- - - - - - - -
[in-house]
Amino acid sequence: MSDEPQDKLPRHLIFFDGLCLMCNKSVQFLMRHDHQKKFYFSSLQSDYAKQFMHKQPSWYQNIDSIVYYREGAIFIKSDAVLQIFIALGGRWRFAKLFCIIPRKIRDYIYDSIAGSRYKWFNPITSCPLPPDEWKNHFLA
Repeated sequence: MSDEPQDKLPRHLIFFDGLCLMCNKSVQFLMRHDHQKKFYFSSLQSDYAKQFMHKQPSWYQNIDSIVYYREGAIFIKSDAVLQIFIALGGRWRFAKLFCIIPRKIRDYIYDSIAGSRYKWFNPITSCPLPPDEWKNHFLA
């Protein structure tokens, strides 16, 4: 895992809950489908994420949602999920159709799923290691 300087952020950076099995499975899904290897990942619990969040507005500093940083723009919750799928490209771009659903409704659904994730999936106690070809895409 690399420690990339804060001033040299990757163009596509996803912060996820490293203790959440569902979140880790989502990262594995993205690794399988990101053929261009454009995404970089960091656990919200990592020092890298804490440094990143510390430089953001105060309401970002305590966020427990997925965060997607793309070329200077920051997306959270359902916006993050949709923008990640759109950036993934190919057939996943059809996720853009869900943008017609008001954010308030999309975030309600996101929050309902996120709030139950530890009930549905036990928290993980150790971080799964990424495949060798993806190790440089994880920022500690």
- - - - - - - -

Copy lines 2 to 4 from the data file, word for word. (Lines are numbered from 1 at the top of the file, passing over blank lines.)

Amino acid sequence: MSDEPQDKLPRHLIFFDGLCLMCNKSVQFLMRHDHQKKFYFSSLQSDYAKQFMHKQPSWYQNIDSIVYYREGAIFIKSDAVLQIFIALGGRWRFAKLFCIIPRKIRDYIYDSIAGSRYKWFNPITSCPLPPDEWKNHFLA
Repeated sequence: MSDEPQDKLPRHLIFFDGLCLMCNKSVQFLMRHDHQKKFYFSSLQSDYAKQFMHKQPSWYQNIDSIVYYREGAIFIKSDAVLQIFIALGGRWRFAKLFCIIPRKIRDYIYDSIAGSRYKWFNPITSCPLPPDEWKNHFLA
């Protein structure tokens, strides 16, 4: 895992809950489908994420949602999920159709799923290691 300087952020950076099995499975899904290897990942619990969040507005500093940083723009919750799928490209771009659903409704659904994730999936106690070809895409 690399420690990339804060001033040299990757163009596509996803912060996820490293203790959440569902979140880790989502990262594995993205690794399988990101053929261009454009995404970089960091656990919200990592020092890298804490440094990143510390430089953001105060309401970002305590966020427990997925965060997607793309070329200077920051997306959270359902916006993050949709923008990640759109950036993934190919057939996943059809996720853009869900943008017609008001954010308030999309975030309600996101929050309902996120709030139950530890009930549905036990928290993980150790971080799964990424495949060798993806190790440089994880920022500690």